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Amazon Moves "Buy Now" Into the Physical World, With the Dash Button 187

Zothecula writes The Amazon Dash Button is a small device that you can stick to walls or a variety of household appliances. Each button is associated with a certain brand or product, and when you set it up (via smartphone) you associate the button with a specific size or quantity (like, say, two 12-packs of Starbucks K-cups or one 2-pack of 50 oz. Tide detergent) and shipping speed. When you start to get low on said product, mash the button and Amazon takes care of the rest.
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Amazon Moves "Buy Now" Into the Physical World, With the Dash Button

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  • by Anonymous Coward on Thursday April 02, 2015 @12:38AM (#49389705)

    This one of those ideas perfectly balanced on the razor's edge between believability and absurdity that make the reader question whether it just might possibly be true.

    (Pity it's April 2nd, which just means that somebody at Amazon is merely bonkers.)

    • It's still April 1st somewhere in the Pacific.
    • No, we're still on April 1st in California. They're just messing around with the date.

      I know not everyone is in California, but this is the first time I'm seeing a date and time on Slashdot that's not using the local time of my browser.

    • by Begemot ( 38841 )

      Or it could be a real product: https://www.amazon.com/oc/dash-button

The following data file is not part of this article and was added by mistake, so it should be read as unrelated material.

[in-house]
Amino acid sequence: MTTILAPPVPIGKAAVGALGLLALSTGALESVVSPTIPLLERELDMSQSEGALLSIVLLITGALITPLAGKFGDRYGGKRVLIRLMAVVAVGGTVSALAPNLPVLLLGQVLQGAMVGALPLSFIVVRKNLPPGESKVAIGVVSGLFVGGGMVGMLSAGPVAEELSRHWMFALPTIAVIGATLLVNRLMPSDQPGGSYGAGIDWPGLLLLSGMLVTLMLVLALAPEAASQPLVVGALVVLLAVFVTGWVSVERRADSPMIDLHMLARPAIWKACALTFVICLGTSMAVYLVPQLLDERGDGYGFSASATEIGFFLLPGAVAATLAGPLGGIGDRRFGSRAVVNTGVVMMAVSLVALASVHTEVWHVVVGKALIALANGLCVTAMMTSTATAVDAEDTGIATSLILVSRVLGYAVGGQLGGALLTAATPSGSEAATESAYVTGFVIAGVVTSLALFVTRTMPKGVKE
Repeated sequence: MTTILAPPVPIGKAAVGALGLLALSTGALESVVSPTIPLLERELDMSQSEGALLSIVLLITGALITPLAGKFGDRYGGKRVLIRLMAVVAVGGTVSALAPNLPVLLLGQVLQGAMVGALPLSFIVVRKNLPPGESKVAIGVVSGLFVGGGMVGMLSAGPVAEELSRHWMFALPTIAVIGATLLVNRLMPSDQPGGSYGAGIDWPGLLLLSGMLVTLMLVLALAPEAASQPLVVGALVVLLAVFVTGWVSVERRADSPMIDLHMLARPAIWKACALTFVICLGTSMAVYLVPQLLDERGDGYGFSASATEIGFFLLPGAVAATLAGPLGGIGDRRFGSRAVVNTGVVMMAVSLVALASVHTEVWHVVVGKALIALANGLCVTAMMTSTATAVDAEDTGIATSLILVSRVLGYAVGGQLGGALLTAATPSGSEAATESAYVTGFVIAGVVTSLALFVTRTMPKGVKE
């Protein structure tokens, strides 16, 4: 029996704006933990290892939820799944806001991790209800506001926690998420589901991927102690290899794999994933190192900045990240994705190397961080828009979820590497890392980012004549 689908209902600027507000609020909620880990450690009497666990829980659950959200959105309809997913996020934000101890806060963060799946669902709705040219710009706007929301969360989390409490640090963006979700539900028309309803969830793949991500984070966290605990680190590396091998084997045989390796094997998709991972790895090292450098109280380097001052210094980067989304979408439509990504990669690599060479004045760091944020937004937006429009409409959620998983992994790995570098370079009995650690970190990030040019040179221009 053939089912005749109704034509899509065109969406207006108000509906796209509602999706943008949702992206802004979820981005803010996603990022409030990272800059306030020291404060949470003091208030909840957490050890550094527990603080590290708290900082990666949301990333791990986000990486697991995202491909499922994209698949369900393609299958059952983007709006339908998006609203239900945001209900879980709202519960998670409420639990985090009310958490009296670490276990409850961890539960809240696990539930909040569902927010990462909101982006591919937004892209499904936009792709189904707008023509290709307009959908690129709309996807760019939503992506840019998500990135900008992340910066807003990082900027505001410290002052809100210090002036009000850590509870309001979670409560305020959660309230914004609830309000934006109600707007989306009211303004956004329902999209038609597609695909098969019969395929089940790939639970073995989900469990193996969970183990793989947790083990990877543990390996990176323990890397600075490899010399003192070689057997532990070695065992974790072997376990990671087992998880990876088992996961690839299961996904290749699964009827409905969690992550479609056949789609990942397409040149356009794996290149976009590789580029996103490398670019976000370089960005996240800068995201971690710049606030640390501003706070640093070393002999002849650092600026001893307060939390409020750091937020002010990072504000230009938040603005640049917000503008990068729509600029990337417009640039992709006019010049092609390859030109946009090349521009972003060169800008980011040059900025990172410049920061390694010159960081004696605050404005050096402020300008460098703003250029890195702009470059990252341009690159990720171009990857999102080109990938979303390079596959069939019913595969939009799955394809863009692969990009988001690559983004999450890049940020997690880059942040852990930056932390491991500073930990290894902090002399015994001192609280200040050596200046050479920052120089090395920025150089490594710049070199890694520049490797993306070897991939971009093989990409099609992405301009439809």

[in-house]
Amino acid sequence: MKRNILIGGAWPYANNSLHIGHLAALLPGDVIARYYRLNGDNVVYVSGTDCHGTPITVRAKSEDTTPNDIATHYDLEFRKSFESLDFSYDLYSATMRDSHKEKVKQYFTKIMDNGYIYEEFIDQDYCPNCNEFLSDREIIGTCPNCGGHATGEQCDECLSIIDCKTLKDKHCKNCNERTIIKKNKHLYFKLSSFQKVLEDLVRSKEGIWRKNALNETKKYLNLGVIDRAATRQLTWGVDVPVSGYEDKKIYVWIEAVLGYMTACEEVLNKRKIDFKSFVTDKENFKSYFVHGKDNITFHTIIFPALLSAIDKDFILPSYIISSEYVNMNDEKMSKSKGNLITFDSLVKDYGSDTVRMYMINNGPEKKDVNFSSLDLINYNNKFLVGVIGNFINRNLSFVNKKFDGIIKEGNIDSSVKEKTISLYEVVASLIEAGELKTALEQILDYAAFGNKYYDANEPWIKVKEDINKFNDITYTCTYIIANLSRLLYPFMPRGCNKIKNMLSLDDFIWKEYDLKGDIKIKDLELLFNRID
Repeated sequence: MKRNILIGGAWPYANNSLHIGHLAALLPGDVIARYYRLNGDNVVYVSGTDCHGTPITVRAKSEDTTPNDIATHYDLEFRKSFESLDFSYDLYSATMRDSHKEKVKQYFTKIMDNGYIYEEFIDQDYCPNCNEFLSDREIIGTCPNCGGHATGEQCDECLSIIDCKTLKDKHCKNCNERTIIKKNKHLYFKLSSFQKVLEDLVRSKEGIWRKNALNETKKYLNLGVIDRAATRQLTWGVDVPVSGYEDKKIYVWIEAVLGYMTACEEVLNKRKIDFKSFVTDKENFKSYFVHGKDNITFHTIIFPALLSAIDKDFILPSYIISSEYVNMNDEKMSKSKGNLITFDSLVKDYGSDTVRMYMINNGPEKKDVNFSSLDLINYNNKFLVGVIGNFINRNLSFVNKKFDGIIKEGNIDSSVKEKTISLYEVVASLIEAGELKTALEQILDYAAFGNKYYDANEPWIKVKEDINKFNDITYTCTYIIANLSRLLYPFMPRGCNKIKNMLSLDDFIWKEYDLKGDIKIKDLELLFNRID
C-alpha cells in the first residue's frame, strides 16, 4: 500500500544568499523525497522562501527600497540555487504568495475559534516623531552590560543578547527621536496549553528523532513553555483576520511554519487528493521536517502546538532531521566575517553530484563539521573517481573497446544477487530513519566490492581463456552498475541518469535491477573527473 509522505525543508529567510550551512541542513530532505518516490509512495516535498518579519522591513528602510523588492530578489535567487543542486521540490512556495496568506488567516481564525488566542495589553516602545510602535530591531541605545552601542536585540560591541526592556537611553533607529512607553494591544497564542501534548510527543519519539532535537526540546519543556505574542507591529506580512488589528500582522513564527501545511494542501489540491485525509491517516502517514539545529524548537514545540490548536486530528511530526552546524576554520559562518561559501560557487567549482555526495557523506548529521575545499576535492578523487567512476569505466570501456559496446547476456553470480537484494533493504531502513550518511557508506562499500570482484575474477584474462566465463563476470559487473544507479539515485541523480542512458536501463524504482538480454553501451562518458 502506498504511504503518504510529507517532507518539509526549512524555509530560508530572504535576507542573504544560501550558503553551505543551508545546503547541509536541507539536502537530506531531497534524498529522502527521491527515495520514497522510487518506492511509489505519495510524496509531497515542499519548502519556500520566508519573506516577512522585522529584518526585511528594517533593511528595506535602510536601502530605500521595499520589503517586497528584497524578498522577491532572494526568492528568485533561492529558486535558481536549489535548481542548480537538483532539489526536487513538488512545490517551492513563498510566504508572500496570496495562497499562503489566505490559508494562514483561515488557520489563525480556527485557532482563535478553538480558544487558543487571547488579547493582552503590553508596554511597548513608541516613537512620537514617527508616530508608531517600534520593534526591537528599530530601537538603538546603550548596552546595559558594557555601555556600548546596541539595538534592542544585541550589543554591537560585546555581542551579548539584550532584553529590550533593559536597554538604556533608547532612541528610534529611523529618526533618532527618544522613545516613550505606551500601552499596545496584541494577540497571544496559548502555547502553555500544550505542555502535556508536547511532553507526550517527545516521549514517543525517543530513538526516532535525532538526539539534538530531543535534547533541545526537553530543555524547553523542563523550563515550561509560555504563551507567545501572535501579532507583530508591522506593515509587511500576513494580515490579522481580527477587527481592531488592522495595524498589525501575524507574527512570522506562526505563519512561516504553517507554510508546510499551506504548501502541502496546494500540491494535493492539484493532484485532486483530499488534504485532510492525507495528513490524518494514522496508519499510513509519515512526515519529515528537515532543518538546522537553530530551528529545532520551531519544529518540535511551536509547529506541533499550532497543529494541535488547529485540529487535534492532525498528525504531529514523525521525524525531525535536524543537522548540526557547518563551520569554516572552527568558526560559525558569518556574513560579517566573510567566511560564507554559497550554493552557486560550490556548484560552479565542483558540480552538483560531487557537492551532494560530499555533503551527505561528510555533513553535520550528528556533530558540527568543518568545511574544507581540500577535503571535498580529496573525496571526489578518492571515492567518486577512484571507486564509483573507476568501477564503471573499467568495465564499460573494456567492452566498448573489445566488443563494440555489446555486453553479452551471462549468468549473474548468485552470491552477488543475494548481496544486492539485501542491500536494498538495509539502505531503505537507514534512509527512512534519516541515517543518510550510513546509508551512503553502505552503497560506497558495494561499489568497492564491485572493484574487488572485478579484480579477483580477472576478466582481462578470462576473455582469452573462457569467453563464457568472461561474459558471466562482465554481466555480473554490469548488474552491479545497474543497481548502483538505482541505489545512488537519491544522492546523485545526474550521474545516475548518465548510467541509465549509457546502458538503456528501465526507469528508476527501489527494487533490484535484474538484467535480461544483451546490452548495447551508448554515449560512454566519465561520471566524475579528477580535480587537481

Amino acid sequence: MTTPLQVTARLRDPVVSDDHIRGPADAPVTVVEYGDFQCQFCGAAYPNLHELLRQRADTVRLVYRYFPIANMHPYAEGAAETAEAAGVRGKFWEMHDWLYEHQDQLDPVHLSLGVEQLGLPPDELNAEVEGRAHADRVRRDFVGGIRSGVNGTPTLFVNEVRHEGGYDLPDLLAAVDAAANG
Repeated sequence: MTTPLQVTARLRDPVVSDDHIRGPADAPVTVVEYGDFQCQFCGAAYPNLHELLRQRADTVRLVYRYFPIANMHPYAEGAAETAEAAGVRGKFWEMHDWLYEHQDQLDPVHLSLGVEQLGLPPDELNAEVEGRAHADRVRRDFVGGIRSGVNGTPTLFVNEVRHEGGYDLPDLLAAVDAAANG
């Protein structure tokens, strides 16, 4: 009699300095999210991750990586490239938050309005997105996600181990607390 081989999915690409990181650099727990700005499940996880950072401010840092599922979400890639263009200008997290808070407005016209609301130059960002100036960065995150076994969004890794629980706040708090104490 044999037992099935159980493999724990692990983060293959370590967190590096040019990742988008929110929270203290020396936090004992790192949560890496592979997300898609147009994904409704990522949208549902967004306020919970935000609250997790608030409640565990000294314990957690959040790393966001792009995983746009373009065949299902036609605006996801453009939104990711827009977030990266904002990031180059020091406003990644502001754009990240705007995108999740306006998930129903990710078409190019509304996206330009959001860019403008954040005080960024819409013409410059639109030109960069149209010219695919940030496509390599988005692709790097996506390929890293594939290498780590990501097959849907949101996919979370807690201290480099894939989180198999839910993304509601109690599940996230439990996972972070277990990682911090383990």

• Re: (Score:2, Funny)

      by Alien54 ( 180860 )
      I can just imagine the young child repeatedly mashing the button because it is such a tempting thing to do.

      "Don't push the Red Button"

      "Don't push the Red Button"

      "Don't push the Red Button"

      "Don't push the Red Button"

      oops
      • RTFA (Score:4, Informative)

        by MachineShedFred ( 621896 ) on Thursday April 02, 2015 @09:23AM (#49390955) Journal

        TFA states that the button-based orders are disabled after the first one, until the first order arrives. You're not going to have a child go manic on this thing, and end up with a pallet of Tide.

      • I was more thinking what happens when your pets step on it...

    • by rhsanborn ( 773855 ) on Thursday April 02, 2015 @09:32AM (#49390997)
      Amazon does ridiculous stuff like this regularly. Free shipping for Prime members was a crazy idea when it was first introduced. Now several companies have copied their prime model. I don't think these buttons are the end-game. They may be a wedge/marketing gimic that gets people to start buying household products from Amazon. I buy laundry detergent locally because I usually don't think about it until I'm almost out. Having a button staring me in the face reminds me 1) that Amazon sells it, and 2) that I might want to think about it a few days in advance on needing it. Once I get that habit, it won't be a stretch to get rid of the buttons and simply have a phone app that lets me easily order non-perishables.

      Alternately, Amazon is hoping the price for these buttons becomes negligible as "Internet of Things" chips ramp up. Either way, homeowners buying name brand products through Amazon without even thinking about the price, is good for Amazon.
    • The Dash button might be useful in the office or the enterprise, especially if it could be configured to send the order requests to purchasing: